February 21, 2009
Review in a Hurry: Don't be fooled: By 90 minutes in, Madea has still not gone to jail. Instead of screwball shenanigans or poignant insight, prolific writer/director/star Tyler Perry gives us a tone-deaf soap opera that'll make you get on your knees and beg for mercy.
The Bigger Picture: It's no secret that even the most slapstick of Perry's Movies come with a heavy dose of preaching, something his ample audience has come to count on. But Madea Goes to Jail is a disastrous backfire. The movie's titular matron (Perry in drag) is actually a diversion from the film's cornball melodrama, and will likely inspire jeers, instead of applause, even from his most dedicated fans.
In the opening sequence, we get to know the pistol-packing, fouled-mouthed matriarch with a rap sheet stretching the state of Georgia. And it's easy to see why she is the crown Jewel in Perry's box-office empire. She's a boisterous, witty refutation to all her pious bible-banging friends. But her hot temper gets Madea in trouble with the law, and Perry then focuses most of the movie on her statuesque defense team.
There's the handsome humanitarian Josh (Derek Luke) torn between his bootstrapping fiance (Keshia Knight Pulliam) and his scabby tramp ex-Girlfriend. The trio exhausts their time onscreen with tearful monologues about "staying real," "being a good Christian" and "personal responsibility," while the movie zips back and forth between a Sunday sermon and a daytime soap. Watching the characters' absurd levels of tragedy and proselytizing are enough to make anyone throw up their hands and scream: Jee-zus, make it stop!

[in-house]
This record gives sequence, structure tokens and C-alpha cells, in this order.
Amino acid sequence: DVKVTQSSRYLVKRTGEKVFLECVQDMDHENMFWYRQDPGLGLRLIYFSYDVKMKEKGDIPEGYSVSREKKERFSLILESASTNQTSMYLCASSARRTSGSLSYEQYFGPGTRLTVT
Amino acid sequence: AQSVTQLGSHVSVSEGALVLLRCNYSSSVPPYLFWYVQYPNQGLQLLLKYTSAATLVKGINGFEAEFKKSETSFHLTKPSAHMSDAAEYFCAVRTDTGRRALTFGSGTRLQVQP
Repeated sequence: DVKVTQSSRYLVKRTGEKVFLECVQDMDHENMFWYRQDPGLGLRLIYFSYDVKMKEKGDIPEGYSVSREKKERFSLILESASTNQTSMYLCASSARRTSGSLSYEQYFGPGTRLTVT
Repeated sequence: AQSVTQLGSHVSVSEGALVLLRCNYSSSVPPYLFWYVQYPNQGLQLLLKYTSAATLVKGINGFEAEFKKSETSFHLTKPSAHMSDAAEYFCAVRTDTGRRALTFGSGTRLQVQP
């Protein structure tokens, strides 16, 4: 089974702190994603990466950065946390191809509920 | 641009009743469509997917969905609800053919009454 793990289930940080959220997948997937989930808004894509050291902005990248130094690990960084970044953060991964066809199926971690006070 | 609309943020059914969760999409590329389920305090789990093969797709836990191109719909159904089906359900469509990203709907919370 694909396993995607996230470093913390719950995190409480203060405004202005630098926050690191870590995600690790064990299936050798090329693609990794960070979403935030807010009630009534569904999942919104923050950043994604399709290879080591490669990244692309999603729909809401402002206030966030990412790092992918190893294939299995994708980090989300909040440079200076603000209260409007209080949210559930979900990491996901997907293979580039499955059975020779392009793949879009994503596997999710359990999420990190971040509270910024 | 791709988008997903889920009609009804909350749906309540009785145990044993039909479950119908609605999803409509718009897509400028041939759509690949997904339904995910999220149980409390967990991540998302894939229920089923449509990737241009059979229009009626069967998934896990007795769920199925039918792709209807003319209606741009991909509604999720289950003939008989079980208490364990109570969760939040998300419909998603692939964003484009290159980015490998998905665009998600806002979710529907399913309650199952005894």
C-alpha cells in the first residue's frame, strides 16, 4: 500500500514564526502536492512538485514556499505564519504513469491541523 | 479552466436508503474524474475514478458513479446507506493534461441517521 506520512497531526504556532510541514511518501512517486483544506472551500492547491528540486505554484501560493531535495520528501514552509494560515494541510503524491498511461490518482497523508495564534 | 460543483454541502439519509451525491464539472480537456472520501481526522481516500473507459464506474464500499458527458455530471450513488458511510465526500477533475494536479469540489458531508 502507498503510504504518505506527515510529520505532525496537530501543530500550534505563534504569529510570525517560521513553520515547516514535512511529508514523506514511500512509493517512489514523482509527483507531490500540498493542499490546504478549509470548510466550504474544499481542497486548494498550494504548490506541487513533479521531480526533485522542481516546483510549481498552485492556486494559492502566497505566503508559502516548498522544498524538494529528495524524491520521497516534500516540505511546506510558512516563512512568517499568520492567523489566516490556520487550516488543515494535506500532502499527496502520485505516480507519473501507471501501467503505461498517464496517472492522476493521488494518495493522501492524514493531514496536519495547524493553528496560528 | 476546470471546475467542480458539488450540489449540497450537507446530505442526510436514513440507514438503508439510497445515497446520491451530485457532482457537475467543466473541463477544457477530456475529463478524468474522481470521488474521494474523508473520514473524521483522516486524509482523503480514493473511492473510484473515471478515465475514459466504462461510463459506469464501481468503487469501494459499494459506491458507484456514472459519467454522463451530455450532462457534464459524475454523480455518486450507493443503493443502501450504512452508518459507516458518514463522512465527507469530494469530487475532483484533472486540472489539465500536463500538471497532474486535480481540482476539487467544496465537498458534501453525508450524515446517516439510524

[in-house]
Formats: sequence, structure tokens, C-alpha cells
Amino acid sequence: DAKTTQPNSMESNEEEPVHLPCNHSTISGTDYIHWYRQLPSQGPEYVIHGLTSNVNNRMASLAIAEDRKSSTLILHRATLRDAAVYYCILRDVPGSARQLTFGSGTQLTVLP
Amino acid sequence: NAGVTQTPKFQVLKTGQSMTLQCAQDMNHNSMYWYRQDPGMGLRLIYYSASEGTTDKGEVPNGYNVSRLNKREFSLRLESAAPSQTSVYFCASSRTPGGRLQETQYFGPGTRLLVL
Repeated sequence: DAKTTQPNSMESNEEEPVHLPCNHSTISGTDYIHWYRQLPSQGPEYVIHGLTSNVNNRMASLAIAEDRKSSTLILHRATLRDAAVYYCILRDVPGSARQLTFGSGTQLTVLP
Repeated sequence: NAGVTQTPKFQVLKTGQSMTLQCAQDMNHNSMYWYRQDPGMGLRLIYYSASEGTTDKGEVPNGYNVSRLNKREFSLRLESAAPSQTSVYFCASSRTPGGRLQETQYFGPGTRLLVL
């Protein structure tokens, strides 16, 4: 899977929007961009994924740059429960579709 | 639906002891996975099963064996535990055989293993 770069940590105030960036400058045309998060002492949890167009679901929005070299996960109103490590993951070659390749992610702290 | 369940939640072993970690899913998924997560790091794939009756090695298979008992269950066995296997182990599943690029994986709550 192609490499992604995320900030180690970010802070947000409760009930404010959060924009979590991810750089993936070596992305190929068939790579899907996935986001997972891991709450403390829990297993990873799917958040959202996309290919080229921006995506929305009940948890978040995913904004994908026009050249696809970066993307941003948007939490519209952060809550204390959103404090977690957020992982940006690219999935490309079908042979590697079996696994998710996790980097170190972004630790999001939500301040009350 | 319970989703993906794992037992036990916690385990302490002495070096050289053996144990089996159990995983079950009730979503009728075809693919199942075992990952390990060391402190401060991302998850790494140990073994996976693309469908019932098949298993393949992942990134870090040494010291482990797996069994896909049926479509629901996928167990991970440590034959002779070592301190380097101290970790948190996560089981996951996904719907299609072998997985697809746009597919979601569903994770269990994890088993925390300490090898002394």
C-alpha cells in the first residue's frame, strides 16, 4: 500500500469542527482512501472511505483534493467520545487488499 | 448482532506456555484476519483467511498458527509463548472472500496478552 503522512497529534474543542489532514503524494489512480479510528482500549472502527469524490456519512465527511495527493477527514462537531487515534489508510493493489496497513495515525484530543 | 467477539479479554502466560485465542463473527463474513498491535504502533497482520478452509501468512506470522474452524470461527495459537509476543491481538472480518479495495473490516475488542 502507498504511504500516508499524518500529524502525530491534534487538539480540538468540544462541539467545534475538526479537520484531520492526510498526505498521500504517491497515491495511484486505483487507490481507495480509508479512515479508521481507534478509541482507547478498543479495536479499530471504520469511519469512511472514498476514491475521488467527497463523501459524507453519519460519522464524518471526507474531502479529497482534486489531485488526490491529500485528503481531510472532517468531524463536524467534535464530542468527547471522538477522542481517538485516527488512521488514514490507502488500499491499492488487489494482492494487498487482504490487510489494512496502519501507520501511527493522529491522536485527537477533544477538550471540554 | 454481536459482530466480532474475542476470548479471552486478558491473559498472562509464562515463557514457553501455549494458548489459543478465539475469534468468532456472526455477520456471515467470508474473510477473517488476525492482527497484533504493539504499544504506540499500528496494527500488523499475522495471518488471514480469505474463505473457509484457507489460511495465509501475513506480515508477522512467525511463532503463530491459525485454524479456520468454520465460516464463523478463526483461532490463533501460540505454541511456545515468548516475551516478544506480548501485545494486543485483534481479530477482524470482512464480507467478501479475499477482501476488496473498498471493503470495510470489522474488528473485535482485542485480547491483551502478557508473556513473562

Sadly, Madea and her low-swinging bowling ball breasts don't really resurface until the final act-and it's too late. By the time she lands in prison, no amount of shenanigans or wisdom can save her from all the tears and clichd claptrap of this oppressively preachy flick.
The 180-a Second Opinion: Who knows, Madea Goes to Jail could become a campy treasure with a huge cult following. Filled with gaffes and poorly improvised dialogue, it could ensure Perry a steady stream of money with a lifetime of midnight screenings.